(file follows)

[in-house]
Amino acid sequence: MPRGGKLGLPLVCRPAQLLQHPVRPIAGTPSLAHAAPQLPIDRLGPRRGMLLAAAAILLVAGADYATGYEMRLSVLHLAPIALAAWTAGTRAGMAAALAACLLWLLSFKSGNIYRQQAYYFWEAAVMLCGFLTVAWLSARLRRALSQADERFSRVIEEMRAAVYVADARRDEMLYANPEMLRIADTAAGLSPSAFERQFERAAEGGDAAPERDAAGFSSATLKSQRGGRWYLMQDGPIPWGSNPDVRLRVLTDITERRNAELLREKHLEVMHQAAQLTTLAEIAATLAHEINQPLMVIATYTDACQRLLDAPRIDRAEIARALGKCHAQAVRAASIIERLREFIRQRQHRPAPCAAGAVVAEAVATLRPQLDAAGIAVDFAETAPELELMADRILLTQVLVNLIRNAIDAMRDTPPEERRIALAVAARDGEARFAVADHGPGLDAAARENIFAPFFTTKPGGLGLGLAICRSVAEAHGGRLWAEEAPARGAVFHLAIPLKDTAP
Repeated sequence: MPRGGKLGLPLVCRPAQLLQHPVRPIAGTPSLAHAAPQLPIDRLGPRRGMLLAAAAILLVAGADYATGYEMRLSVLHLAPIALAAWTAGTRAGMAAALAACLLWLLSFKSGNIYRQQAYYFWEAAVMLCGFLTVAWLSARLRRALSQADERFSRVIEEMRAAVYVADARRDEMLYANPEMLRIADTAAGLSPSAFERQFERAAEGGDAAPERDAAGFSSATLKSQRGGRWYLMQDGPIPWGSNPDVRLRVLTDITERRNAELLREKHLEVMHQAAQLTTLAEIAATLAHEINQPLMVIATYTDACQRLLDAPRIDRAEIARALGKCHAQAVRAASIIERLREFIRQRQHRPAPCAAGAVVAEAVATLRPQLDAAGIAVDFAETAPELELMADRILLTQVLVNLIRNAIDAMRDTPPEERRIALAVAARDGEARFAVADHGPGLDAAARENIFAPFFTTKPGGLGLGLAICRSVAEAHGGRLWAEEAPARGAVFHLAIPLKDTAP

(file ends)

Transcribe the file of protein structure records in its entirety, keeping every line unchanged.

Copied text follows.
[in-house]
Amino acid sequence: MPRGGKLGLPLVCRPAQLLQHPVRPIAGTPSLAHAAPQLPIDRLGPRRGMLLAAAAILLVAGADYATGYEMRLSVLHLAPIALAAWTAGTRAGMAAALAACLLWLLSFKSGNIYRQQAYYFWEAAVMLCGFLTVAWLSARLRRALSQADERFSRVIEEMRAAVYVADARRDEMLYANPEMLRIADTAAGLSPSAFERQFERAAEGGDAAPERDAAGFSSATLKSQRGGRWYLMQDGPIPWGSNPDVRLRVLTDITERRNAELLREKHLEVMHQAAQLTTLAEIAATLAHEINQPLMVIATYTDACQRLLDAPRIDRAEIARALGKCHAQAVRAASIIERLREFIRQRQHRPAPCAAGAVVAEAVATLRPQLDAAGIAVDFAETAPELELMADRILLTQVLVNLIRNAIDAMRDTPPEERRIALAVAARDGEARFAVADHGPGLDAAARENIFAPFFTTKPGGLGLGLAICRSVAEAHGGRLWAEEAPARGAVFHLAIPLKDTAP
Repeated sequence: MPRGGKLGLPLVCRPAQLLQHPVRPIAGTPSLAHAAPQLPIDRLGPRRGMLLAAAAILLVAGADYATGYEMRLSVLHLAPIALAAWTAGTRAGMAAALAACLLWLLSFKSGNIYRQQAYYFWEAAVMLCGFLTVAWLSARLRRALSQADERFSRVIEEMRAAVYVADARRDEMLYANPEMLRIADTAAGLSPSAFERQFERAAEGGDAAPERDAAGFSSATLKSQRGGRWYLMQDGPIPWGSNPDVRLRVLTDITERRNAELLREKHLEVMHQAAQLTTLAEIAATLAHEINQPLMVIATYTDACQRLLDAPRIDRAEIARALGKCHAQAVRAASIIERLREFIRQRQHRPAPCAAGAVVAEAVATLRPQLDAAGIAVDFAETAPELELMADRILLTQVLVNLIRNAIDAMRDTPPEERRIALAVAARDGEARFAVADHGPGLDAAARENIFAPFFTTKPGGLGLGLAICRSVAEAHGGRLWAEEAPARGAVFHLAIPLKDTAP